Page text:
Of course, one blog post isn’t going to be able to cover a topic so vast nor will we ever be able to figure out the whys of God. But I do know that the Gospel of John, for example, suggests pretty clearly that we can ask for whatever we will and one or all of three things must happen.  Our prayers must give God glory, bring us joy and bear the most fruit. Check it out in chapters fourteen through sixteen. Seems to me that would be worth some family study along with some pastoral explanations from time to time.

I also know that the Scriptures over and over suggest that prayer is actually a conversation with God not merely our time to make requests of Him. Prayer often opens the door for us to get in line with what God knows best. Wouldn't it be helpful to talk about that?

Maybe some teaching in our homes and churches is in order as we seek out God’s plan and will for our homes, churches, cities and country. It won’t require a degree in theology to do so. But perhaps we can encourage our teachers and pastors to work together with us to wrestle with more of the hard questions and do less promising that God will always listen to us if we just say it enough or get enough people to agree with us.

As parents lets take the lead instructing, modeling and yes even wondering what God is up to as we pray together. Somehow I have a feeling that will draw us together in ways we didn’t know were possible.



Friday, May 8, 2015

Fear: Not Usually Helpful At Home

I have a number of things I'm basically afraid of.  I'll bet you do, too. Snakes are high on my list. Most of us wonder if terrorism will end up in our town or city's backyard. It's natural to be pretty nervous. While I'm confident in my faith in God and that I'll see Heaven someday, I'm still a bit fearful of what dying is like, at least the unknown parts right now.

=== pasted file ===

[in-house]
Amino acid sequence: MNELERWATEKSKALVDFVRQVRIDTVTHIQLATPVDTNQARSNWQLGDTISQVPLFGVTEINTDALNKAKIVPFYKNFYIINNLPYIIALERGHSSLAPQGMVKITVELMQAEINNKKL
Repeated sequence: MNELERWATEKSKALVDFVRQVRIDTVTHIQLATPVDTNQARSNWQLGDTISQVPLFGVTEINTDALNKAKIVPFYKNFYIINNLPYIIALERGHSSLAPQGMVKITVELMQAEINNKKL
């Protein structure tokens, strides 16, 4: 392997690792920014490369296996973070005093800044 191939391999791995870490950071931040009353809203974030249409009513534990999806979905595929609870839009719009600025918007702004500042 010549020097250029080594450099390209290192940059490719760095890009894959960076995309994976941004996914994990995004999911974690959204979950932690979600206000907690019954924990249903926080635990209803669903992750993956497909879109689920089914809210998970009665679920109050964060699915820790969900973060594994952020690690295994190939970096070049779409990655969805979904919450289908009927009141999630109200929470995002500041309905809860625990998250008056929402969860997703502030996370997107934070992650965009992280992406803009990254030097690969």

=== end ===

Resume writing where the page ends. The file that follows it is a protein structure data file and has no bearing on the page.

And healthy fears of getting hit by a car or struck by lightning can help us taken necessary and wise precautions to avoid the worst. All fear isn't bad.

However, some fear in a home can be debilitating, destructive and emotionally painful.As parents we would be wise to think about those kinds of fears and try to avoid them. Let me suggest a few.

The fear of failure. While our kids may not care much at first, many parents hate to see their child make a mistake, not get on the team or give up on a project or endeavor. To those parents their child's lack of succcess means they as parents aren't a success either. So they push harder or at best have trouble hiding their disappointment in their child. And trust me they notice and probably will become fearful themselves of not measuring up.

The fear of what others think.  This can be exasperated when failure looms, but it can also result when we constantly compare ourselves with others.  We don't have as much house, money, fame, social connections or power. So we're not OK in our minds and soon our kids begin to believe it as well..

The fear of other people. Yes, only a few will be totally non-social. That's unusual. But sometimes we can allow our kids to never learn to connect with adults or new people or anyone not quite like them. Other parents teach kids to think that everyone in their world is out to get or hurt them. What a dangerous allowance in a world where someday social interactions and trying new things in relational contexts will be essential to succeed and relate in the culture.

The fear of having fun. Many kids today are being pushed harder and harder as I alluded to earlier. But a corollary emotion and response can be the sense that to have a good time is never OK. Only working harder is acceptable here. And while most kids deep inside still want to have fun, they find themselves always wondering if mom and dad are listening or know that they are anything but totally serious about succeeding.